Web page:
THE MODERN MINT BLOG
We are currently writing a book about plants that do a great job of Helping The Honeybee. This means we are always on the lookout for flowers that are attractive to our little, honey making friends.
This week we have heard plenty of buzzing coming from:
Plus we glanced in a magazine and saw a note about bees preferring dark flowers when they forage in the shade. We will research this a little more for you, but worth making a note of and thinking about right now if you have a dark patch of the garden that you wish to make more pollinator friendly.
But the bee friendly plant we really wanted to tell you about was this one – the rose. Last week we visited David Austin Roses and got chatting to the Senior Rosarian there, who (we were told) knows more about roses than anyone else in the world.
Quite some feat.
But he said that roses do not produce nectar, only pollen.
Walking around all of the stunning roses in bloom, it was the species roses and rosa rugosa that had the most bees on the flowers – you could HEAR THEM THERE WERE SO MANY. All of them visiting purely for the pollen.
So now you know – if you want a bee friendly garden, add the wilder roses… because the bees will appreciate the pollen.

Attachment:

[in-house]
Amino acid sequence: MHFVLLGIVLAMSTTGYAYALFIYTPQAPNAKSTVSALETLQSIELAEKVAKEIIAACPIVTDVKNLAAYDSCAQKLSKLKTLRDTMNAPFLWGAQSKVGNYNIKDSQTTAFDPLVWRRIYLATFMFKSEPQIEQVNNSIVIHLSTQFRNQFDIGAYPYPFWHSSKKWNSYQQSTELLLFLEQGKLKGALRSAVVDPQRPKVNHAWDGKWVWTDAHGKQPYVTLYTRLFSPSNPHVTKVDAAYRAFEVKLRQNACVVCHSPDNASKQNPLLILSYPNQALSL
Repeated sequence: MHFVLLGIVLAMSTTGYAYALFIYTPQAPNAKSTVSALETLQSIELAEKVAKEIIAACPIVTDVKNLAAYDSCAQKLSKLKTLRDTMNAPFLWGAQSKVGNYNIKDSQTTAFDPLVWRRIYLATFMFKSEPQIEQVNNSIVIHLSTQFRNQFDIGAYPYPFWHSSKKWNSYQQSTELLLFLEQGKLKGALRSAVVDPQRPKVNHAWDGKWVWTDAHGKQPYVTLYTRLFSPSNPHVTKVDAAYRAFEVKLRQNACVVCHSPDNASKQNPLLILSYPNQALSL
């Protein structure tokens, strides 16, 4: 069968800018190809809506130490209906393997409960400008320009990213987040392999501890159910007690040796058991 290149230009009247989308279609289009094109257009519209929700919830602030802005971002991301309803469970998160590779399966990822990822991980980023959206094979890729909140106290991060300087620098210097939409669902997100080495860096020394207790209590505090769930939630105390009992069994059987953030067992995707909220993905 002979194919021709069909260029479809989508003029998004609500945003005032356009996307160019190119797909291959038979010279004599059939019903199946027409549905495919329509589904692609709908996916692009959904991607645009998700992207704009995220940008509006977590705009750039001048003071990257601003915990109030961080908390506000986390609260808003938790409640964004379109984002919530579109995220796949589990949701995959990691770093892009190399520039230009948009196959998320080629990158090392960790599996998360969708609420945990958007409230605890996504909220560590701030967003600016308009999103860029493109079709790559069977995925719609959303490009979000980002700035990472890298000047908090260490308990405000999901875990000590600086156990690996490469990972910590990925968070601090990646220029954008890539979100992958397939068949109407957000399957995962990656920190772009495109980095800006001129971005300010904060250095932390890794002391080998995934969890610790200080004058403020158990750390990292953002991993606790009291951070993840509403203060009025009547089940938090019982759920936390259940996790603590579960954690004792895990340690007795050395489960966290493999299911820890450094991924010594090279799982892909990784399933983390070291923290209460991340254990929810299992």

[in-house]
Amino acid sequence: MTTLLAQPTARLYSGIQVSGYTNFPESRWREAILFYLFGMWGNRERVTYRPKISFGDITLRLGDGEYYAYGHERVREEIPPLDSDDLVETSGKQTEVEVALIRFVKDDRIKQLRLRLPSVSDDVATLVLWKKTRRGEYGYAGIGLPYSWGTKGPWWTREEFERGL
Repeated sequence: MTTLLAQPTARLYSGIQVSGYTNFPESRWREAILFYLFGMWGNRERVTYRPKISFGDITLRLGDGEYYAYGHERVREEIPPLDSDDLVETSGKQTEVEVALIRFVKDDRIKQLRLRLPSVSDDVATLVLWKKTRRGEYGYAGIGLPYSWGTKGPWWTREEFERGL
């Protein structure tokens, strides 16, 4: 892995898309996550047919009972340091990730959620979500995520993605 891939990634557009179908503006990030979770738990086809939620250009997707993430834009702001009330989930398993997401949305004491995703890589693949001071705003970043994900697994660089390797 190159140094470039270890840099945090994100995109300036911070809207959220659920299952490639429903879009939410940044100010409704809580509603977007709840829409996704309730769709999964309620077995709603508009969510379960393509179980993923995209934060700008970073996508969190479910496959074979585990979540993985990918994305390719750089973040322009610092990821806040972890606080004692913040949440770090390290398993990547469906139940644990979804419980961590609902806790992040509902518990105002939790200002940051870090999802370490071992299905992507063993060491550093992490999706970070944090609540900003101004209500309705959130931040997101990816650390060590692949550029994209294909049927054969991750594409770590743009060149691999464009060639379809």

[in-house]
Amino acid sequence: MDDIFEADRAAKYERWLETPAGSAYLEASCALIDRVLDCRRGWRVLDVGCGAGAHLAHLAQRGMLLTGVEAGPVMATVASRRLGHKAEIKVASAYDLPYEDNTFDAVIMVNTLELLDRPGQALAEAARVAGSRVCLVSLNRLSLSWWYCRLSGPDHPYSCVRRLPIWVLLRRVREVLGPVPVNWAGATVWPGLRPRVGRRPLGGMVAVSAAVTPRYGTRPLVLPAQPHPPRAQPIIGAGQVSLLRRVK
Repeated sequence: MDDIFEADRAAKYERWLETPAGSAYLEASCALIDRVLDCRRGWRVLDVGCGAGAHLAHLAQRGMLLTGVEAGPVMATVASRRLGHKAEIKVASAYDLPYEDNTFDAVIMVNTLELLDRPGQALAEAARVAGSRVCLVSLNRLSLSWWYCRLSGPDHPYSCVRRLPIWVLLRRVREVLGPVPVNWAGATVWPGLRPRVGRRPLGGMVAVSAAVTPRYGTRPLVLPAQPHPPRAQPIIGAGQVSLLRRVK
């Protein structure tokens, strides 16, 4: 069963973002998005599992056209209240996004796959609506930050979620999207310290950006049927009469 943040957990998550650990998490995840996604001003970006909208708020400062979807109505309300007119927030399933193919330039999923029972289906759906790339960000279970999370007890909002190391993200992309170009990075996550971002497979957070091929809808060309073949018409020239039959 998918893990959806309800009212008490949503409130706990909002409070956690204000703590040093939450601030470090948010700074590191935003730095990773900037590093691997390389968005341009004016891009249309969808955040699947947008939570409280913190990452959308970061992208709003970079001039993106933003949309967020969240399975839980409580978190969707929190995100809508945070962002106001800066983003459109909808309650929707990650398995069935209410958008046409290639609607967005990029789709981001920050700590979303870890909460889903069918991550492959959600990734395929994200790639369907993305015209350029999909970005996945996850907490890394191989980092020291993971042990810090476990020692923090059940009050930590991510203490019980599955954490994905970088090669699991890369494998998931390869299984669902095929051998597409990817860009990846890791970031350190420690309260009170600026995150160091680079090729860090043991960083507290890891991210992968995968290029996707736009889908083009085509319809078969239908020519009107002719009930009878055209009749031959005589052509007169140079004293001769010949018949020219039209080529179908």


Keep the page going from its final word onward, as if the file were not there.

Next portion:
For more about planting for bees, you don;t have to wait for us to finish writing the book. You can learn more right now as we do the research by booking our new talk for your group – Helping The Honeybee.
Or explore our website further, as we have lots of information about what you can do create an amazing garden space to enjoy, with planting for pollinators that really does help them!
We are fans of effective microbes, and use the in our topiary work. They help keep plants healthy, meaning the plants have more tools in their toolbox and energy in their lives to stave off any diseases. Here is a lovely article that tells you how to make your own microbes. Right at the end. Make Your Own Microbes
Boxwood is one of our absolute favourite plants. The evergreen leaf that shines in winter, the smell as you clip it, the brilliant shapes you can make from it… but it is suffering somewhat from two major problems: Box Blight Boxwood Caterpillar and Moth None of this is the be all and end all for boxwood, but it helps to be aware of it and know a little about what you can do should either of these problems arise. Boxwood Caterpillar & Moth I hadn’t seen this in a garden I worked on until this spring, when a client I …
Last weekend I visited the National Fruit Collection at Brogdale, to take part in an orchard design course they were running. Beautiful place and a warm day, I recommend a visit. I came home with 3 bottles of cider. Drank them all. Then realised they were weighing in at 8%. I don’t recover that quickly (no longer being 20 years old) and so had something of a musty head the next morning. The power of apples I say! Below are some notes I made from the day. They may be of use to you, although really they are there for …